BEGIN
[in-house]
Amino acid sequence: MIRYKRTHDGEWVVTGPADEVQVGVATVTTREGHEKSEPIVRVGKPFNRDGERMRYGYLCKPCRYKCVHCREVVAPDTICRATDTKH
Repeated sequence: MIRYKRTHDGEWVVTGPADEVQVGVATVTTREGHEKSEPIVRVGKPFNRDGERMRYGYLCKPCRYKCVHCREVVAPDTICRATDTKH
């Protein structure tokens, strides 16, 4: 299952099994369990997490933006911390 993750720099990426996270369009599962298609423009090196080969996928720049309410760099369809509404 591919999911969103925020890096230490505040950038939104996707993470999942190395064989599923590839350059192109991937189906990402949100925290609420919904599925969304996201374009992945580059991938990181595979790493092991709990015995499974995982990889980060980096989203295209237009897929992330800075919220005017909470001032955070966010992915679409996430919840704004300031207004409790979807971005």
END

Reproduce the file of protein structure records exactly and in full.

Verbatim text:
[in-house]
Amino acid sequence: MIRYKRTHDGEWVVTGPADEVQVGVATVTTREGHEKSEPIVRVGKPFNRDGERMRYGYLCKPCRYKCVHCREVVAPDTICRATDTKH
Repeated sequence: MIRYKRTHDGEWVVTGPADEVQVGVATVTTREGHEKSEPIVRVGKPFNRDGERMRYGYLCKPCRYKCVHCREVVAPDTICRATDTKH
């Protein structure tokens, strides 16, 4: 299952099994369990997490933006911390 993750720099990426996270369009599962298609423009090196080969996928720049309410760099369809509404 591919999911969103925020890096230490505040950038939104996707993470999942190395064989599923590839350059192109991937189906990402949100925290609420919904599925969304996201374009992945580059991938990181595979790493092991709990015995499974995982990889980060980096989203295209237009897929992330800075919220005017909470001032955070966010992915679409996430919840704004300031207004409790979807971005």